Look at the story you’re currently reading to your child. What truth is it imbuing in them behind the dramatic scenes? Look at the The Tiger Who Came to Tea. It’s just a simple story, but behind it lies what? And perhaps it’s individual to you? Does it show you the generosity of the mother and daughter, the comfort of a family scene, that imagination can transform a boring rainy day, that despite the threat of something unusual, all can be well in the end.

In every specific story, there is a general truth to be found. And this is the beauty of storytelling – the power of the language of the specific gives a marvellous truth to the world outside, and enables the reader to see with more clarity and more heart.

Book of the Week

Charlotte Bronte’s Jane Eyre: A Retelling by Tanya Landman

jane eyreI first came to Jane Eyre by Charlotte Bronte as a naïve impressionable teenager, and like many before me, read the book as an exciting gothic coming-of-age, willing Jane on, admiring of her ability to use her intellect and shrewd judgement to succeed, and feeling desperately that I wanted her to have a happy ending. ‘Reader, I married him,’ was a pivotal and satisfying point in the novel.

It was only a few years later, when I realised Jane Eyre was simply the first stepping stone on a reading footpath that led to the literary exploration of giving the madwoman in the attic a voice.  An understanding that the shut-away first wife, Bertha, was in fact representative of both the treatment of women, and a symbol of colonialism, and from there it was a swift leaping across the stones to The Yellow Wallpaper, and Kate Chopin’s The Awakening, and of course Wide Sargasso Sea by Jean Rhys. But above all, it was Bronte’s hauntingly dark gothic draw, the story of Jane’s development, the appealing beginning with Helen’s tragic death, and the consequent love for a dark dangerous brooding man that pulled me in and made the biggest impression.

Unfortunately, the Victorian prose of Charlotte Bronte can be a barrier to some, particularly those who are reluctant readers or struggle with dyslexia. Not usually one for abbreviations, adaptations or deviations from the original, with this retelling I sensed that Tanya Landman is actually opening up the text to a group of readers who otherwise wouldn’t have seen it through.

What’s more, the reader and purist is in safe hands with Landman. She understands how to condense the prose of the original, whilst staying true to the plot, although of course picking the key elements and components and having to lose others. But images of import remain: Jane reading on the window seat behind the curtain, the fire at night in Rochester’s room, the laughter emanating from the attic, the fortune teller, the desperate ruins of Thornfield across the moors.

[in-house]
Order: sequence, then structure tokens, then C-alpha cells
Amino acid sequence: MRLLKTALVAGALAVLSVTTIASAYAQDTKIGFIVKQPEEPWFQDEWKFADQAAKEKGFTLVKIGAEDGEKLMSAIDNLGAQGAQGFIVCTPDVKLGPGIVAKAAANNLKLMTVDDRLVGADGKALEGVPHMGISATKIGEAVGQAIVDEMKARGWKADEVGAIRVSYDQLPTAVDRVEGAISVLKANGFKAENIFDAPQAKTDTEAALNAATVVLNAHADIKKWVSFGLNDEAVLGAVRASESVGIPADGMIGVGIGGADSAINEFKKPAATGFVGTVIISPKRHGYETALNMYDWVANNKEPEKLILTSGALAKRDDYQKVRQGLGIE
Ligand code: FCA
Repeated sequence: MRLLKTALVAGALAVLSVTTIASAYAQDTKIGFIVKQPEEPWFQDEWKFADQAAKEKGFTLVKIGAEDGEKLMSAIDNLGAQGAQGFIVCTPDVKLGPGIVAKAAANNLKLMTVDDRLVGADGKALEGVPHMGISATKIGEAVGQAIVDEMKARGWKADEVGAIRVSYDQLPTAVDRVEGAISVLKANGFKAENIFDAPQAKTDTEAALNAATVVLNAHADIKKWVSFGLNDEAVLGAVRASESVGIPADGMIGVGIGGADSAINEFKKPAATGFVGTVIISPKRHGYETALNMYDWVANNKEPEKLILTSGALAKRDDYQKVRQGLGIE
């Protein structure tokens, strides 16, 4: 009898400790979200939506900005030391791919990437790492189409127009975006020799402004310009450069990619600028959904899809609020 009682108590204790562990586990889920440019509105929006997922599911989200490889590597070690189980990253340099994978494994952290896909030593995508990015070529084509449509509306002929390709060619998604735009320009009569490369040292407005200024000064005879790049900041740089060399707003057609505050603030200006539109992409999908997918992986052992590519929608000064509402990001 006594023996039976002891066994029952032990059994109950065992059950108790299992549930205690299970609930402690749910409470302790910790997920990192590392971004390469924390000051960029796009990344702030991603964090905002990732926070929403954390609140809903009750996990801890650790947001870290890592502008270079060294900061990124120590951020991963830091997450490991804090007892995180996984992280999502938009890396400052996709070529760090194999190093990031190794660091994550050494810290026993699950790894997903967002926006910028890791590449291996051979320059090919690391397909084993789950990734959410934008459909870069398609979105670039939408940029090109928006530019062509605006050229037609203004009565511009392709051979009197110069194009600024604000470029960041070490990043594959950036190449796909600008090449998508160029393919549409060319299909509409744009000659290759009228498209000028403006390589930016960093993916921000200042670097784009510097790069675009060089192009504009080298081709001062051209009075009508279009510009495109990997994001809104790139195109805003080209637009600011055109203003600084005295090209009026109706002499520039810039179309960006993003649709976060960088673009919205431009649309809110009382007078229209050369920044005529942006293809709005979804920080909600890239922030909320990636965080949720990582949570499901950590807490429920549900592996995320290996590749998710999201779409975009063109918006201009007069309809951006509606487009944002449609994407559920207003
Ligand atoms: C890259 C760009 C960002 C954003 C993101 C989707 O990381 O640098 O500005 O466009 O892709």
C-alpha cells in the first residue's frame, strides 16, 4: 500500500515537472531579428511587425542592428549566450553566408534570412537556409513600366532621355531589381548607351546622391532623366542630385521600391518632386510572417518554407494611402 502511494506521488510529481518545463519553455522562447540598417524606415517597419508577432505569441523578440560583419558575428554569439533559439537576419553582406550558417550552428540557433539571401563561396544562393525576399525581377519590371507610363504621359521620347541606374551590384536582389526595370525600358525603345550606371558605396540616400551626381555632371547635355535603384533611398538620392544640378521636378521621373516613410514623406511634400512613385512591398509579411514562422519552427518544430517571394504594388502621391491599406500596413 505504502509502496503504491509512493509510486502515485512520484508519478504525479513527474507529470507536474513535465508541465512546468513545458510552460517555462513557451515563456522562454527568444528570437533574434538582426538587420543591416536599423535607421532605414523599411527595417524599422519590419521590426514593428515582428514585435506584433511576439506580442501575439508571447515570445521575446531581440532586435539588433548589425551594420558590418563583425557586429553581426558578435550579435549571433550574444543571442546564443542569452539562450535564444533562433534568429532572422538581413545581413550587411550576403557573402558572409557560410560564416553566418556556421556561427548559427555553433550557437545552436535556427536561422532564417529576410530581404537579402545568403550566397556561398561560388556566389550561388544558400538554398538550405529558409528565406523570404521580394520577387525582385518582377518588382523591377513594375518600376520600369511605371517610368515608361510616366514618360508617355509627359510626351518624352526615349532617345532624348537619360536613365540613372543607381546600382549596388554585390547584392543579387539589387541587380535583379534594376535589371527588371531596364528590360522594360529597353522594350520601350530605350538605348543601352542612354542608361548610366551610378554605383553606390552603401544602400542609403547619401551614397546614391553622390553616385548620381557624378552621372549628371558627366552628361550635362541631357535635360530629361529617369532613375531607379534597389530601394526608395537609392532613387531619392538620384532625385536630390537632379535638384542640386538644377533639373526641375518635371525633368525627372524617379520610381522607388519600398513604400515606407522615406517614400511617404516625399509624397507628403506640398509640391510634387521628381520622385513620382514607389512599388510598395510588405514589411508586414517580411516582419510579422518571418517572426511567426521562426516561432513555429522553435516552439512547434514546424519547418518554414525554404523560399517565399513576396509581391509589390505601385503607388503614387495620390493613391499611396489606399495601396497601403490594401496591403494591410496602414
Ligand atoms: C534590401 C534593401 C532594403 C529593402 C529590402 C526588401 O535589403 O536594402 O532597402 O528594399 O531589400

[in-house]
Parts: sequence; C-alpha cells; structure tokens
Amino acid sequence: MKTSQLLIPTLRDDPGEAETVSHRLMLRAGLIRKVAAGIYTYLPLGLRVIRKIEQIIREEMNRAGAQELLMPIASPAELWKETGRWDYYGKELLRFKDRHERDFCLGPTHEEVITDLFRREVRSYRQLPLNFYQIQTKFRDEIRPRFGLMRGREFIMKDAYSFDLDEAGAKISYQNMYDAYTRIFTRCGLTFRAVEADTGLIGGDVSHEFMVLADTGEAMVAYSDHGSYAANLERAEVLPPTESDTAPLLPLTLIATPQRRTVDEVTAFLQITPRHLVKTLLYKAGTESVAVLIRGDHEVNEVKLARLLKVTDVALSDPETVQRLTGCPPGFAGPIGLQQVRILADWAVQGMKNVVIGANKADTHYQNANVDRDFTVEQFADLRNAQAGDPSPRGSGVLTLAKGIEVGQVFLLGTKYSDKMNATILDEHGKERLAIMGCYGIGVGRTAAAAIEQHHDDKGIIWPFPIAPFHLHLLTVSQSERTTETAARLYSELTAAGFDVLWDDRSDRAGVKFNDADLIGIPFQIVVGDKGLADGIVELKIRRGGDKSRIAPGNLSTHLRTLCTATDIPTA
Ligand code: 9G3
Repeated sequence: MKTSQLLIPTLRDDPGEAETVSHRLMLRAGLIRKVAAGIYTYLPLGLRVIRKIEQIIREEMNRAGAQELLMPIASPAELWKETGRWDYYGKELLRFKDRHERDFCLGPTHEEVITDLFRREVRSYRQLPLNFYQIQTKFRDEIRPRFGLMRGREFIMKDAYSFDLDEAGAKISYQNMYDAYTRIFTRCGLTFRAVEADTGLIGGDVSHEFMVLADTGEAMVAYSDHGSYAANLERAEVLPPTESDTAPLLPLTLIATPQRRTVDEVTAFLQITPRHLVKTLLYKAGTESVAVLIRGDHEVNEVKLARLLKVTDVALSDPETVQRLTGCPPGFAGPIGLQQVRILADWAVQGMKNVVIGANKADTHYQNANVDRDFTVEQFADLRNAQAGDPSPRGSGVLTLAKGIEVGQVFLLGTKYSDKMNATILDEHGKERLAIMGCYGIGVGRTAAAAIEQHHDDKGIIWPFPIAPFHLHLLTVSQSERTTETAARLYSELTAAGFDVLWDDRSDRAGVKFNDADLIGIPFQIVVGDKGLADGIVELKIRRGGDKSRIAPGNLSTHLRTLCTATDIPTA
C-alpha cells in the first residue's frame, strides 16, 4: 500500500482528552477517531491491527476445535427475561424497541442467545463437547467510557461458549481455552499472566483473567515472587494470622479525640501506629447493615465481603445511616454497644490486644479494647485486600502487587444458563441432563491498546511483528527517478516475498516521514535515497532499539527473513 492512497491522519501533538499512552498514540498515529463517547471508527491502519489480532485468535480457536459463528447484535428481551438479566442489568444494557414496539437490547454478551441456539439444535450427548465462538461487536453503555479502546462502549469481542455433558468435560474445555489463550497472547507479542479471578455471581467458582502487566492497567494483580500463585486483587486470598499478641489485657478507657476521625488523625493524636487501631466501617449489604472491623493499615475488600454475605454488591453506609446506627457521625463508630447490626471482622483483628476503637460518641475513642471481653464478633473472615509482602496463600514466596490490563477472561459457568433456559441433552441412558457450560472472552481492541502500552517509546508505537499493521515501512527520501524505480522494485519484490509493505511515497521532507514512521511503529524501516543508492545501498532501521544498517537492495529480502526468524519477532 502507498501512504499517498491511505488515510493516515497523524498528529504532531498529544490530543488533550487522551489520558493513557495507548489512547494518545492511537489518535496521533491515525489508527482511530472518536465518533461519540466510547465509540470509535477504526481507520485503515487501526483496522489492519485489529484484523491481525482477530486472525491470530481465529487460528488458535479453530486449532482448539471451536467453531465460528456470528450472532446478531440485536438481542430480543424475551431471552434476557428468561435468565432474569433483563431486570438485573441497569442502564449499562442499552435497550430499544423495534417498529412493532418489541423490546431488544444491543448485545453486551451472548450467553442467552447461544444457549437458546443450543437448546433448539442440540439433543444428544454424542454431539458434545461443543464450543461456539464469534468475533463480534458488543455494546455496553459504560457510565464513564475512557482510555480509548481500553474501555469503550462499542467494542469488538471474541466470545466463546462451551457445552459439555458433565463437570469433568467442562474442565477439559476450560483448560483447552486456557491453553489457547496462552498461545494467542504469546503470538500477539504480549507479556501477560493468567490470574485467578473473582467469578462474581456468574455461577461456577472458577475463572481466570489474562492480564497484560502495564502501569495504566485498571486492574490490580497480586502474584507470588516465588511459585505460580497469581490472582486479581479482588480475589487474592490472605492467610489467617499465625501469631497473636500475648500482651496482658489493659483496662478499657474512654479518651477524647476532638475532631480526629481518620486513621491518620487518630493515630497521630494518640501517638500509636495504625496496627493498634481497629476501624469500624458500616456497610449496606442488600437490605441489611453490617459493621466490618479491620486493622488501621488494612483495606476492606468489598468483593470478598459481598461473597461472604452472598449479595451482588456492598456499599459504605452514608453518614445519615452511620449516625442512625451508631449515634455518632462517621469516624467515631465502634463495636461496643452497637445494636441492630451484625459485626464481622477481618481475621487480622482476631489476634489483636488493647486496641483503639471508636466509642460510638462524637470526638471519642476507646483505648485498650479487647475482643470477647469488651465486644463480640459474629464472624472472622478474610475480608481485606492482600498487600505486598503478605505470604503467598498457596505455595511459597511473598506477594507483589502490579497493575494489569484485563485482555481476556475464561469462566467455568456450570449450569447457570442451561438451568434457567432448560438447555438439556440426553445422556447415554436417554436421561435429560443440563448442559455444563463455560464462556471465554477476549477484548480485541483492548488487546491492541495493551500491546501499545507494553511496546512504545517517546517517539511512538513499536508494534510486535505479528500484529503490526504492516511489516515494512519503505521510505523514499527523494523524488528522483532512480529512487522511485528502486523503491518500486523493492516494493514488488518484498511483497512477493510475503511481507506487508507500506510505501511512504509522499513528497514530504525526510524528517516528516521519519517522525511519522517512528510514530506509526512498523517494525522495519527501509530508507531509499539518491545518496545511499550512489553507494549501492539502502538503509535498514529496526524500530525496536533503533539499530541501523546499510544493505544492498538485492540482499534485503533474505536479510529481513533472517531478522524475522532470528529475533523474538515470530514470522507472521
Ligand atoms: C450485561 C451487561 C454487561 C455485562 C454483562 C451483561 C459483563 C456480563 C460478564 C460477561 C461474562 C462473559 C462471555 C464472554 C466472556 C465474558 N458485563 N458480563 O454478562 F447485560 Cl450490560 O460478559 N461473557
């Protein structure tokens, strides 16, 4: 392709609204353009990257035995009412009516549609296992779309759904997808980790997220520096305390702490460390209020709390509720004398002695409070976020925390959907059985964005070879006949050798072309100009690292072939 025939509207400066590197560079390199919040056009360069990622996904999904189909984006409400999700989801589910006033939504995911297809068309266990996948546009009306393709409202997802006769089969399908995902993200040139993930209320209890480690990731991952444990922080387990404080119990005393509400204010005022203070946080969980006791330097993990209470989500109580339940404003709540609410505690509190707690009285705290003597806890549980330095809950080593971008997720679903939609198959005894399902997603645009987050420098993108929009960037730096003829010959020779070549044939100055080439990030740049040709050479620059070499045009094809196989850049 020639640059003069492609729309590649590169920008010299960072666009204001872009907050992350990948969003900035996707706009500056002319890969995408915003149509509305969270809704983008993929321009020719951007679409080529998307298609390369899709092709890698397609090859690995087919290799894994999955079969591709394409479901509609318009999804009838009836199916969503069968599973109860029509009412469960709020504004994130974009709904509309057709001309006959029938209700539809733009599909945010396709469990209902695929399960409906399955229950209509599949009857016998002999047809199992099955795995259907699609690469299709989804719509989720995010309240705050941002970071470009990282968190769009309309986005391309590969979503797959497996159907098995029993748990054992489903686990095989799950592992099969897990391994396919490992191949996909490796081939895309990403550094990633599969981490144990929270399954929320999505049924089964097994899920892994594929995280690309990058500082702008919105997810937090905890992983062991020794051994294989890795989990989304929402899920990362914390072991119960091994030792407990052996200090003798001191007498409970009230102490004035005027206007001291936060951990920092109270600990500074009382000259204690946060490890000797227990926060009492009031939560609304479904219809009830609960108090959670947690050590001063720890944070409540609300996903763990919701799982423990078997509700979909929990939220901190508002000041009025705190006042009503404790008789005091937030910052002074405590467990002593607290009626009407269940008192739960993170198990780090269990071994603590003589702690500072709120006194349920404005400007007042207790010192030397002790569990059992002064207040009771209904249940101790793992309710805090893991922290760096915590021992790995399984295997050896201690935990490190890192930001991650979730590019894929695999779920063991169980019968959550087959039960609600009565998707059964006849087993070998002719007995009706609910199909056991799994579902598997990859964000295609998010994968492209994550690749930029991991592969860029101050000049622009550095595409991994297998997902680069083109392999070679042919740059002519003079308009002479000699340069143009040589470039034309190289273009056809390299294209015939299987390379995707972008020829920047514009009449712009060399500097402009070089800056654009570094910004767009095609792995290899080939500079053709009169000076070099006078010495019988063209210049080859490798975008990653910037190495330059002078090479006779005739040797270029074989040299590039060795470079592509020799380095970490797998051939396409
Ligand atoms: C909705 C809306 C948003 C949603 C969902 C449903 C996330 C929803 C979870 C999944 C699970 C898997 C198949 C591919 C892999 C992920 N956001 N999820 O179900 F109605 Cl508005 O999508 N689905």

And despite the brevity of this new text, the characters shine through. Helen is good and true, Adele frivolous and actually slightly more endearing than in the original, Mr Rochester cool and aloof, yet prone to mood swings. Landman also captures the vanity and privilege of Miss Ingram, seen through Jane’s eyes, and cleverly gives clues of plot and character to the reader through use of repeating images (the window seat), and the understanding of how people present differently depending on who they are with.

What Landman does particularly well though is convey the character and emotions of Jane herself. Jane Eyre has an impeccable self-awareness, and it’s this sense of self that comes through and reaches a modern audience. Jane is ever-aware of her own identity, her shortcomings, her desires, and Landman keeps all this within the text in her first person narration, with tiny inflections of simile and metaphor to guide the reader through.

Virginia Woolf expressed Jane’s sense of self as: “some untamed ferocity perpetually at war with the accepted order of things which makes them desire to create instantly rather than to observe patiently.”

Jane is a character of unflinching agency, moving with passion through the novel, seeking newness and adventure, acting upon her curiosities – and Landman captures this sparky energy, this spirit, and makes her seem historically accurate yet presciently modern too.

Of course not everything can be transplanted to this retelling, but an essence of wisdom remains – Jane recalls the wise words of Helen Burns as she visits her Aunt’s deathbed, albeit in a different way from the original, and some of the maturity of Jane’s perspective of looking at her childhood through adult eyes does surface. Landman keeps to the same pace as the original – in interrupting Jane’s love infatuation with Rochester by taking her away to her childhood home, and thus creating the same suspense, and also introducing the idea of a closure of her childhood and an advent into adulthood.

For greater depth, the original must be studied – the darkness of the slave trade, the evocation of Thornfield, the gothic genre, and the idea of religious forgiveness, but overall this is a smart and endearing version, eliciting the same emotions as the original, in all the same places. The prose sits well in its historical time period, and the story is as immersive as ever.

Jane Eyre is a novel that may have brought about a trail of other stories that gave voice to the madwoman in the attic, but it first and foremost gave a voice to that other visible and yet invisible woman – the plain woman, the orphan, the disinherited, the mere member of staff. And Landman does the original full credit by capturing much of the passion and understanding that Bronte gifted her heroine.

Reader, I enjoyed it.

With thanks to dyslexia-friendly publisher Barrington Stoke for my super-readable advance copy. You can buy yours here.